I first noticed this behavior in Florida when I would see turtles near alligators. I thought it was some sort of turtle defense system. But these turtles were hanging out at Los Angeles County Arboretum and Botanic Garden without a predator in sight. Maybe it is just a form of social communication. I don’t think there was any hanky panky going on.
What you can’t see in this picture is the baby alligator at the other end of the log watching these three. If the aligator was a couple of years older this trio wouldn’t be sunning themseves on this log.
We first came across this spot while driving to Honukua bay to snorkel with the giant Honu or sea turtles. There were literally hundreds of these rock stacks looking over the Pacific ocean. We convinced ourselves that it must be some sort of old Hawaiian religious ritual. We also noticed them on Haleakala and other places on the island. I did some research and they have nothing to do with Hawaii. Apparently people do this all over the world and since then I have noticed them in other places at well. This just proves that all people are creative and the human mind provides endless ways for us to exhibit our creativity. You can see more images from Maui at my commercial gallery by clicking here.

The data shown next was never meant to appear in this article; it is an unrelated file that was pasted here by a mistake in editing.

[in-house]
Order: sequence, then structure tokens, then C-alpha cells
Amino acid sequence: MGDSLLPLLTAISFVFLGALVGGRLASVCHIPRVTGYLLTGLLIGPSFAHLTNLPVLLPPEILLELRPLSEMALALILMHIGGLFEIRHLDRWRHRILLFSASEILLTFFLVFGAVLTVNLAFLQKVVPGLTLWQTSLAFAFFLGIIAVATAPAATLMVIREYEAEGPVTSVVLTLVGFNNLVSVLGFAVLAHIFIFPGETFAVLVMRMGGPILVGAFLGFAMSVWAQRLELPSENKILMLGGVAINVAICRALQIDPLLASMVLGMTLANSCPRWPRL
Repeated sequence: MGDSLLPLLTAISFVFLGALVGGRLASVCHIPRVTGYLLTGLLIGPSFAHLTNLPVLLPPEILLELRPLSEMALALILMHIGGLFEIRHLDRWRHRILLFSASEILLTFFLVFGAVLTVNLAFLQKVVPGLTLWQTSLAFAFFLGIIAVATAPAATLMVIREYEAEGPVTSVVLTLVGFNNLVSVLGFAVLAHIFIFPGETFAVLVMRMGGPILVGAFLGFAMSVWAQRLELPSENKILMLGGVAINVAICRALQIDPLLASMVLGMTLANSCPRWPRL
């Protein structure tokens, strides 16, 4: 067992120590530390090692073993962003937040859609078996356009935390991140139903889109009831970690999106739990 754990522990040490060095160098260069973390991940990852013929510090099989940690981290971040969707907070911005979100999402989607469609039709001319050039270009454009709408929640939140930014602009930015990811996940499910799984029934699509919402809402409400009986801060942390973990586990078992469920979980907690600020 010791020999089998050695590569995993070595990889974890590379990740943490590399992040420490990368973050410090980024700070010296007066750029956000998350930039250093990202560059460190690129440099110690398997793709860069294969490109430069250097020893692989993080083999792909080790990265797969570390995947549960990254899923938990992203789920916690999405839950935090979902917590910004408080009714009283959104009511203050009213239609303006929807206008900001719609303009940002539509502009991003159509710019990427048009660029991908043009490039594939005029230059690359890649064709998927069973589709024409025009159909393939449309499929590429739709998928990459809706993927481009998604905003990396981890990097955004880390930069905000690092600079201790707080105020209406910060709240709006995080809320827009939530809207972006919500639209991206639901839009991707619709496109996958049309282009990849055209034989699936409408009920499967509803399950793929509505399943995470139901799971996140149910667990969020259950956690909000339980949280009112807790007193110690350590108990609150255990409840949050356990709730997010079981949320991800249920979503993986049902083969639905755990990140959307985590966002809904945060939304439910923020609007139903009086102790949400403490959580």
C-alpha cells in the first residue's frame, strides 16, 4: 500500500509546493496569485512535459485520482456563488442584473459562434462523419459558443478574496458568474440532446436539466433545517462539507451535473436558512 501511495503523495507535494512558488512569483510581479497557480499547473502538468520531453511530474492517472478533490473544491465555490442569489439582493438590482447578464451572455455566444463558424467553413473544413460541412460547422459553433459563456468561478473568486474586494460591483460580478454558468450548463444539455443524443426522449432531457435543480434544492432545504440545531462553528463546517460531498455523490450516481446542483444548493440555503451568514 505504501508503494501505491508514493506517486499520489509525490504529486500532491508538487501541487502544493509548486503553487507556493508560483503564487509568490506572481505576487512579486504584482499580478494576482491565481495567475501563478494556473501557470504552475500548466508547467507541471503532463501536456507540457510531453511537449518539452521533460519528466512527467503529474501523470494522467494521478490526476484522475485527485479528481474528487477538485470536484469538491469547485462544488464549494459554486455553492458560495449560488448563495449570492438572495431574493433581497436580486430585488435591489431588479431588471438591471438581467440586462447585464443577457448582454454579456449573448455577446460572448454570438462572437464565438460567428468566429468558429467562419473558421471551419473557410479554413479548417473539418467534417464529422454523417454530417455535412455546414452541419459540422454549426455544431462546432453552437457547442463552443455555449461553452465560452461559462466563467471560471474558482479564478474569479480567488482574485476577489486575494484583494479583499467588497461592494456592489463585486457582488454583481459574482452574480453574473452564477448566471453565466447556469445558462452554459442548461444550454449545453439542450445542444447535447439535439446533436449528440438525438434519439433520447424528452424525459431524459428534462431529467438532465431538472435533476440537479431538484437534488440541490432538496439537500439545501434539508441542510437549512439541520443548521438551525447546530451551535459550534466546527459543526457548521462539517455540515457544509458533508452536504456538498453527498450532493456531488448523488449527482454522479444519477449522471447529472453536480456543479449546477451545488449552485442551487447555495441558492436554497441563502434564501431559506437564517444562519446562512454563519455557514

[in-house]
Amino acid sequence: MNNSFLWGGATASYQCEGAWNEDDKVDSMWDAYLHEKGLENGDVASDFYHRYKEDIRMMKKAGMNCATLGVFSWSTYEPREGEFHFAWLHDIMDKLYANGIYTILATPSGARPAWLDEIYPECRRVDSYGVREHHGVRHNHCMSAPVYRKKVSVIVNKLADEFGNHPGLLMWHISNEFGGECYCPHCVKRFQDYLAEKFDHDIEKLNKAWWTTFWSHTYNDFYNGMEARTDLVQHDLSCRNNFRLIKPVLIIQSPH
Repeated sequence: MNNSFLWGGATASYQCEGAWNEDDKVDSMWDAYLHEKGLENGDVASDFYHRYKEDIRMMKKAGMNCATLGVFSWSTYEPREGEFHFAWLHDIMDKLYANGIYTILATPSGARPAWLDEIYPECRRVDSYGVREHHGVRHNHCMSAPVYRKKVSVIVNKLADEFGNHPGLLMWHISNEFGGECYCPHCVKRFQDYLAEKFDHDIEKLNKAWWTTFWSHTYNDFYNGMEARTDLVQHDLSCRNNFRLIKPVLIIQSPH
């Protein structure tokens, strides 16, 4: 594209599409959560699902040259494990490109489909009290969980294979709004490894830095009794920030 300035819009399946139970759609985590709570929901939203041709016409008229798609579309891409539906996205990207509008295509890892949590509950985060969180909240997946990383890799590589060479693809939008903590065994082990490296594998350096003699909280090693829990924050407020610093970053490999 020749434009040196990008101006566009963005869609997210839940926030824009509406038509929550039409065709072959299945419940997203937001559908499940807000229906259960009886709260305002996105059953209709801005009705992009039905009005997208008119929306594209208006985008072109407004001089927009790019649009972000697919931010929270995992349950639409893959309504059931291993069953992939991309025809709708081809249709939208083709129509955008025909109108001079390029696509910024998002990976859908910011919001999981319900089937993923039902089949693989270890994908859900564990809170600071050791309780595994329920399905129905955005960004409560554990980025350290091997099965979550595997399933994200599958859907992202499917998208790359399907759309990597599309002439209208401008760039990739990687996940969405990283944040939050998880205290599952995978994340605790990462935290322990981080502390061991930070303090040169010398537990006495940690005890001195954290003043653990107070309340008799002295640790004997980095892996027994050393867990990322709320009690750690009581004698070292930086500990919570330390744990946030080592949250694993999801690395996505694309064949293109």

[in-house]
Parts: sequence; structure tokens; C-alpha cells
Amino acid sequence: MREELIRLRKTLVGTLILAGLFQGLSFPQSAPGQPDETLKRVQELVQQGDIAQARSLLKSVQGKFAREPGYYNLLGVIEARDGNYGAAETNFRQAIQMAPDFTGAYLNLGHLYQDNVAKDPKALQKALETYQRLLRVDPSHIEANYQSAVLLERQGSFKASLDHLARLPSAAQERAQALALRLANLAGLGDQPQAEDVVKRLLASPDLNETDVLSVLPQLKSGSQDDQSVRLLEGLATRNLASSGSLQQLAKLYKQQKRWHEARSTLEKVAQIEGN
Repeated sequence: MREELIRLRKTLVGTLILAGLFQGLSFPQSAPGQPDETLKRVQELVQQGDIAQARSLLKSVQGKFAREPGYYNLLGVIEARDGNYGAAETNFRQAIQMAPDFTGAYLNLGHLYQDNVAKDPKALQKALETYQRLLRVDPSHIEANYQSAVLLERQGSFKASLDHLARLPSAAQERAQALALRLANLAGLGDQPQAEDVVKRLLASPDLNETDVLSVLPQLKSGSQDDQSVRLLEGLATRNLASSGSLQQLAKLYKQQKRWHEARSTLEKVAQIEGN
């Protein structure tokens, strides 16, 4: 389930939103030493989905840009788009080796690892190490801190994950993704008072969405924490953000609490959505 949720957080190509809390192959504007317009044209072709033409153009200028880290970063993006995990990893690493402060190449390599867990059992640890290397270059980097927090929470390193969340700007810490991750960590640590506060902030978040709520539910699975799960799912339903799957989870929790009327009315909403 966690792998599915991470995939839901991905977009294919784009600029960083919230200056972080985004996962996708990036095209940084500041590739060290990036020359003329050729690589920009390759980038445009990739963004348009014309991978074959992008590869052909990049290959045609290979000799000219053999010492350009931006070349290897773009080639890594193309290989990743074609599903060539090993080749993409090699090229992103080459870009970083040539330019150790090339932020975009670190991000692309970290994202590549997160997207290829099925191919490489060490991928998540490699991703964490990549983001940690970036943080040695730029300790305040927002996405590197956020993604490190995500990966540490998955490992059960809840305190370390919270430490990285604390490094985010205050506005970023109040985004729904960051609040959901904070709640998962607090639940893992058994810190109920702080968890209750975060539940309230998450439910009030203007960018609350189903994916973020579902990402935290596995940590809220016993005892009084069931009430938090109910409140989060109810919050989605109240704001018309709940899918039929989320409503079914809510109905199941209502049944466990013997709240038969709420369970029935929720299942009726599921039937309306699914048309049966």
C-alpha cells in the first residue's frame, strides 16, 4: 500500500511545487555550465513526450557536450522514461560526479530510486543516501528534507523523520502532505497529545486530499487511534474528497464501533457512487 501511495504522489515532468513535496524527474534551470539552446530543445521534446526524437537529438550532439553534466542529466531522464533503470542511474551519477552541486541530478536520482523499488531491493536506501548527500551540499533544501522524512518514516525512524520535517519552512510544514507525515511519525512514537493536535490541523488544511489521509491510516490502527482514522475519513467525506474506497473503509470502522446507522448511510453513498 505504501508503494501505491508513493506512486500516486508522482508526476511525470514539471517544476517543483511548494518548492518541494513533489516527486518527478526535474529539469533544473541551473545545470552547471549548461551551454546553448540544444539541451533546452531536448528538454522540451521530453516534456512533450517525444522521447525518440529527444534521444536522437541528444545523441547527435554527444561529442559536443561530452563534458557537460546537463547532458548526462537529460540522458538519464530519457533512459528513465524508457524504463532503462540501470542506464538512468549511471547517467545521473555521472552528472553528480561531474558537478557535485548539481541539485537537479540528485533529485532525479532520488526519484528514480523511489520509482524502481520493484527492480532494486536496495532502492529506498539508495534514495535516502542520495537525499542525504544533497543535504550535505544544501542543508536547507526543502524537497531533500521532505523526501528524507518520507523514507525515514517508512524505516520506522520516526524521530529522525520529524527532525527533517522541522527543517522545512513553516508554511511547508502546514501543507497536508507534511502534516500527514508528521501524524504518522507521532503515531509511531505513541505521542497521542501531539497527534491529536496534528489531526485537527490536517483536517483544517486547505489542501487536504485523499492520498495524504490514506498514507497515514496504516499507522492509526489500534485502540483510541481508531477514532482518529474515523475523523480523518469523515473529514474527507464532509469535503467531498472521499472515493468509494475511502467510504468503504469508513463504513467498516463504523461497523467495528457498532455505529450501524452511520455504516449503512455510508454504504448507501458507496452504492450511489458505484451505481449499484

Honokohau Bay is located in West Maui beyond Ka’anapali Beach and the main tourist area. The road around the west side of the island is a challenging drive and not as well known as the road to Hana so less crowded and traveled. To the right of this little cove is a rocky beach which is one of the best spots in Maui to swim and snorkel with giant sea turtles or Honokohau. Dive boats come here to dock because their passengers are pretty much guaranteed to see turtles and maybe also spinner dolphins. You can buy a print of this image and see others on my commercial gallery by clicking here.